By Jonathan Miller, on Fri May 25, 2012 at 10:00 AM ET
A little over a year ago, I came out of the closet in support of marriage equality, and urged the President to do the same. While my own announcement was personally gratifying, I believed that Obama’s support could provide trmendous momentum for the gay marriage movement:Indeed, there’s one politician whom I’m confident supports marriage equality, but has been afraid to admit it. I suspect he’s waiting for the right opportunity to announce it, when the electoral benefits outweigh the political downside.
Mr. President, the time is now. Yes, you can… trigger the tipping point. Exercising bold leadership — instead of waiting to follow the generational tide — might be your most enduring legacy.
Early evidence seems to prove that I was right. Esteemed New York Times pollster Nate Silver detects a pronounced shift among the electorate, particularly among African-Americans:
President Obama’s self-described “evolution” on same-sex marriage — from opponent to proponent — appears to be catalyzing a similar shift among some of his most loyal supporters, African-Americans. Although evidence for such a shift is preliminary — there are just a few data points and a number of caveats — Mr. Obama’s announcement may have accelerated the acceptance of gay marriage among blacks.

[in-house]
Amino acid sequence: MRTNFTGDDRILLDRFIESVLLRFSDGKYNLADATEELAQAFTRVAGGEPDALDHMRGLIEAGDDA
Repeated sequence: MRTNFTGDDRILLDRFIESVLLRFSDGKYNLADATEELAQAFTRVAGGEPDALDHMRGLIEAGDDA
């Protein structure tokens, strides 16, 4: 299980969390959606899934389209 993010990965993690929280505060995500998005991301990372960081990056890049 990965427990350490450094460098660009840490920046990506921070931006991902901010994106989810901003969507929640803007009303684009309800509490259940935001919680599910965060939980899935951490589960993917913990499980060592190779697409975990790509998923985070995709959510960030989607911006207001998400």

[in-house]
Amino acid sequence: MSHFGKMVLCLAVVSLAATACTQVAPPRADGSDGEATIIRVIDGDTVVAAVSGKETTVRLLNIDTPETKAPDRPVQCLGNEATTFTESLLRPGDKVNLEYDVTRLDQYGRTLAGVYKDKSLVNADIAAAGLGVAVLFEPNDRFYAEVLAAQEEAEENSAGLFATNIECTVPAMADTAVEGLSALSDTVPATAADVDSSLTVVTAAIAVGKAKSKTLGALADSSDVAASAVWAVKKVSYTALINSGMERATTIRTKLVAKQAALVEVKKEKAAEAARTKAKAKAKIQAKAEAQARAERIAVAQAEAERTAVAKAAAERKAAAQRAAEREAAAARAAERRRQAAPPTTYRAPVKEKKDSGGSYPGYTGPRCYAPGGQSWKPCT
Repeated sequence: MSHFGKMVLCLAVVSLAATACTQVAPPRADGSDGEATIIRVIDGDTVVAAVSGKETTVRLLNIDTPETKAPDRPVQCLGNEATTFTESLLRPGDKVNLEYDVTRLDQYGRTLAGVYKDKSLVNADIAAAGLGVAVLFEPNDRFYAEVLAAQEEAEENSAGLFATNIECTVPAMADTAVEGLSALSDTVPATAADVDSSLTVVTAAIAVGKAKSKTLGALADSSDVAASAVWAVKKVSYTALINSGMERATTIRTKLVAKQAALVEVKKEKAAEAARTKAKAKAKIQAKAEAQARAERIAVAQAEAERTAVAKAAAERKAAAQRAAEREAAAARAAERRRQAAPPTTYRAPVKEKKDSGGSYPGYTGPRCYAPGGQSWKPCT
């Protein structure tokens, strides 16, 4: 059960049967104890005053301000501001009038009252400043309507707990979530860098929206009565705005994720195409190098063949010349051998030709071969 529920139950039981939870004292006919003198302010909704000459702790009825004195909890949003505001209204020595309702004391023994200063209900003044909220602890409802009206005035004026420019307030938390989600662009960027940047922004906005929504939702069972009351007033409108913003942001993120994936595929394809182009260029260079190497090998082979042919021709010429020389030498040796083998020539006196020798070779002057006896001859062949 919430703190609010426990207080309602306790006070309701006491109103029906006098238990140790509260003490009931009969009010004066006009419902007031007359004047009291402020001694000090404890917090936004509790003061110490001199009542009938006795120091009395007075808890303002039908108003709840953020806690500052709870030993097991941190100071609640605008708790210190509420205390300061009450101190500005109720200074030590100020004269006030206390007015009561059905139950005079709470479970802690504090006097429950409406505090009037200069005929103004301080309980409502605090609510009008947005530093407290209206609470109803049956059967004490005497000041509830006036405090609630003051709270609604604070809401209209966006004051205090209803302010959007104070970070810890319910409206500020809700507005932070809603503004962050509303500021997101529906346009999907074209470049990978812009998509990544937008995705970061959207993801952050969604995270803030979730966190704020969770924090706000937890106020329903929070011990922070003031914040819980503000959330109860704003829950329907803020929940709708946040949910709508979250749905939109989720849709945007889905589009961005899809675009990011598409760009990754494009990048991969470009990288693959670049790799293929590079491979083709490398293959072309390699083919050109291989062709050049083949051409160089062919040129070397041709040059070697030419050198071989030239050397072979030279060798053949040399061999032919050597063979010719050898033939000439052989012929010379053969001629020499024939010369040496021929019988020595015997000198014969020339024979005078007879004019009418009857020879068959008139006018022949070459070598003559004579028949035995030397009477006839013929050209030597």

By Zack Adams, RP Staff, on Fri May 25, 2012 at 9:30 AM ET
On Thursday Giant’s WR Hakeem Nicks broke a bone in his right foot. This is certainly a setback after Nicks’ breakout season contributed to a Super Bowl win last year. The normal recovery time for this injury is 12 weeks, which bumps right up against the beginning of the season. [ESPN]
There is cruel irony in the notion that Kerrey’s decade here at The New School will hurt him in Nebraska. The irony is that, well, most people here didn’t like him very much. Indeed, the last time he stood for election was not 1994; it was a no-confidence vote brought by the faculty of the New School.